Posts Tagged ‘how-to’

10 Tips for Shopping at a Thrift

One of the best ways to live a frugal lifestyle is to make shopping at a thrift store part of your regular shopping regimen. Thrift stores feature items that have been used before. This can include anything from dishes to clothing to books to furniture to toys. These used items are often in reasonably good condition, and can be found at very low prices. Shopping at a thrift store can be a great way to save money, while acquiring items that you need.

Here are 10 tips that can help you better shop at a thrift store:

  1. Show up on stocking days: Many thrift stores have a particular day of the week that they put out new merchandise. Find out what that day is, and show up then to get first pick of the latest deals.
  2. Search for quality: This is especially true with clothing. You might be surprised at the name brand, high quality items some people are happy to part with. Keep your eyes open for items you know are of good quality.
  3. Make a list: You want to be prepared with a list. Even though impulse buying at the thrift store is probably not as bad as when you are paying full price on an impulse purchase, those little surprises can add up. Be sure that you know what you want, and make a plan for what to buy.
  4. Return until you find what you want: Don’t assume that the thrift store is a bust if you don’t find what you are looking for on your first excursion. Check back over time, looking for what you want. Chances are that, eventually, you will find what you are looking for.
  5. Watch for sales: Even thrift stores have sales. Some offer “fill a bag” promotions, “clearance” sales at the end of the season and other sales. This is a great way find even deeper discounts on thrift store merchandise. And, while thrift store shopping works well without coupons, you can also look for thrift store coupons for bigger savings.
  6. Shop during the week: Weekend shoppers are out in force from Friday evening until Sunday evening. Avoid the crowds and avoid competition for the best finds by visiting the thrift store during the week.
  7. Ask about store credit: Some thrift stores only accept donations, but others also accept consignment items and will give you store credit for what you bring in. Find out about the policies at your local second hand store of choice. If you can get store credit for what you bring in, that can be a great way to save a little more.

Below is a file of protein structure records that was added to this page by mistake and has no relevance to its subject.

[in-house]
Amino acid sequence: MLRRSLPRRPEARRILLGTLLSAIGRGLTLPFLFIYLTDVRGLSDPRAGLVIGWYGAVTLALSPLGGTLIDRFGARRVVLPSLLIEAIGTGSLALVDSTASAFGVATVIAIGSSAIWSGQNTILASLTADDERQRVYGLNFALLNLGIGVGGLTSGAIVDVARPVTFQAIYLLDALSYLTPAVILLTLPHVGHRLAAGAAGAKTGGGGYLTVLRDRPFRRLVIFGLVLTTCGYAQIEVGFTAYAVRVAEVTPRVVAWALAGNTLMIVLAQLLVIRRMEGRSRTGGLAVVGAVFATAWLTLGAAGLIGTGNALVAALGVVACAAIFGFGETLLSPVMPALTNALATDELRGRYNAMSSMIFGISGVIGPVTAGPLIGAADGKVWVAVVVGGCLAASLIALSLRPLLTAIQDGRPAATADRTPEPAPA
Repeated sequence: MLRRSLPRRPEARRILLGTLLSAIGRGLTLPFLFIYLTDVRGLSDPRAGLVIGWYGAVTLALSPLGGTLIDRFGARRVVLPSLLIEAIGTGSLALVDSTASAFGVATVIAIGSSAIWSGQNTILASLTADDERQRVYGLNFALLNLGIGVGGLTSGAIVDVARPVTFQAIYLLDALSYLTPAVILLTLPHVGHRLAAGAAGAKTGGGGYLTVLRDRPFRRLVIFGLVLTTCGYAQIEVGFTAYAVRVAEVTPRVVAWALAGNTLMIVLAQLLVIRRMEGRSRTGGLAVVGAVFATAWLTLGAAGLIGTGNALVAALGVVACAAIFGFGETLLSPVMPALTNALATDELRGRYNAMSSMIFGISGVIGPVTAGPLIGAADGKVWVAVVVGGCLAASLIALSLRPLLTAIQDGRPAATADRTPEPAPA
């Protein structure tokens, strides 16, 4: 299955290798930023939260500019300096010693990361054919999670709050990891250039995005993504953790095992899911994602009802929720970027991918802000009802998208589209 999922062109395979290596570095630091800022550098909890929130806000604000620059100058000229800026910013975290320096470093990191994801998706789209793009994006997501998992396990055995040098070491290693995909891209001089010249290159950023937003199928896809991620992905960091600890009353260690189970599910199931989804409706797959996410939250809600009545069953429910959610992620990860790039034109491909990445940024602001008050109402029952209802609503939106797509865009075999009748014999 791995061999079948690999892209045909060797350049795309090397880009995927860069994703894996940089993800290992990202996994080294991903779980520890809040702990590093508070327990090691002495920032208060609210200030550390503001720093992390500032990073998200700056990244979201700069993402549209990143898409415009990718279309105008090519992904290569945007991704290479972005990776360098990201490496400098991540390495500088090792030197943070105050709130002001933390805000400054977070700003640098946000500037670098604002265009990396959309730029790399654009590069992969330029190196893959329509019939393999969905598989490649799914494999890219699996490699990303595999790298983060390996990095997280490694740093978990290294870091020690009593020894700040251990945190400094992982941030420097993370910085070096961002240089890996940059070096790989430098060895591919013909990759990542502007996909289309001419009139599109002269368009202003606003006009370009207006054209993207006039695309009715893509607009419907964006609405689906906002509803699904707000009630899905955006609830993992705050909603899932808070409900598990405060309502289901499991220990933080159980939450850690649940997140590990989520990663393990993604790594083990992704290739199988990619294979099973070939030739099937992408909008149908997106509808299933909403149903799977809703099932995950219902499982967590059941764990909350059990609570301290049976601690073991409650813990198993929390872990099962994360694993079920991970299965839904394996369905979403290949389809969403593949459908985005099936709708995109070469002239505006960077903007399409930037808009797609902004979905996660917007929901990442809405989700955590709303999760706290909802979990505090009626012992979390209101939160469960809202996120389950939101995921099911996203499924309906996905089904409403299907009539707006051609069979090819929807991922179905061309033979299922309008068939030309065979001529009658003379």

8. Be careful about overdoing it: It can be very tempting to go a little crazy at the thrift store, buying several things at once. Stick to your plan, though. If you only need three dress shirts, don’t go nuts and buy 10 or 11. Remember that a frugal lifestyle is about moderation.
  9. Plan to take awhile: A trip to the thrift store is likely to take awhile, since you will probably have to dig around a little. Be prepared to take around an hour — or more. This means that perhaps you leave the kids at home for a serious trip to the thrift store.
  10. Don’t forget to donate!: Finally, you want the thrift store to keep going. If if you don’t get store credit, you should still donate some of your unneeded items as well. Keep the cycle going, and provide great deals for others, just as they are providing them for you.

via 10 Tips for Shopping at a Thrift Store.

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Watch out for identity theft

Identity theft has become one of the fastest growing crimes in North America. There are a number of ways identity theft can happen:

  1. Card theft: theft of credit cards from wallets or purses or even newly issued cards from your mailbox.
  2. Shoulder surfing: looking over your shoulder for your Personal Identification Number and using a fake ATM device to read your debit card’s data.
  3. Skimming: using a special device to swipe your credit card at a restaurant or gas station which records the personal information from your card.
  4. Spoofing: creating fake websites or emails that ask for credit card information.
  5. Theft from databases: identity thieves stealing large databases of personal information.

There are steps you can take to protect yourself:

  • Sign all credit cards when you receive them and never lend them to anyone.
  • Cancel and destroy credit cards you do not use and keep a list of the ones you use regularly.
  • Carefully check each of your monthly credit card statements and your bank statements. Immediately report lost or stolen credit cards and any discrepancies in your monthly statements to the issuing credit card company or bank.
  • Shred or destroy paperwork you no longer need.
  • Do not give personal information out over the phone, through the mail, or over the Internet unless you are the one who initiated the contact and know the person or organization with whom you are dealing.

If you are a victim of identity theft, immediately contact your bank or credit card company, your local police and the OPP/RCMP Phonebusters Unit at 1-888-495-8501, E-mail: info@phonebusters.com

http://www.dynamic.ca/eng/learning/Personal-Finances/Consumer-Watch-Out-For-Identity-Theft.asp

I found this article very helpful and informative. Tho I will admit, I have been guilty of some ‘broadcasting’, but I’m learning.

Twitter, Google+ And Facebook – 5 Reasons Why You Should Never, Ever Cross The Streams – AllTwitter.

https://i1.wp.com/www.mediabistro.com/alltwitter/files/2011/07/twitter-facebook-google-thumb.pngSocial media comes with a ton of benefits, but to make it work you need to invest heavily, and the most important investment is your time.

For brands and marketers that are already overextended, syncing up your Twitter updates with Facebook, your Facebook updates with Twitter, and your Google+ updates with Twitter and Facebook – and vice versa – before mass-broadcasting your message seems like a smart idea on paper, but it’s actually the worst thing you can do.

Here are 5 reasons why you should never cross the streams.

1. Twitter Isn’t Facebook Isn’t Google+

Twitter, Facebook and new kid on the block Google+ are each very different social networks with different communities, expectations and norms.

To maximise the ROI on each platform you need to be sure to tailor your brand presence accordingly. While some things should stay the same – notably any logos and avatars you use, and the ‘voice’ of your brand – mass-repetition of your message is a sure-fire way to poison the well and diffuse the interest level of your community. If you have lots of the same people across each of your social channels, there are few quicker ways to irritate them than seeing the same robotic updates from you everywhere they go.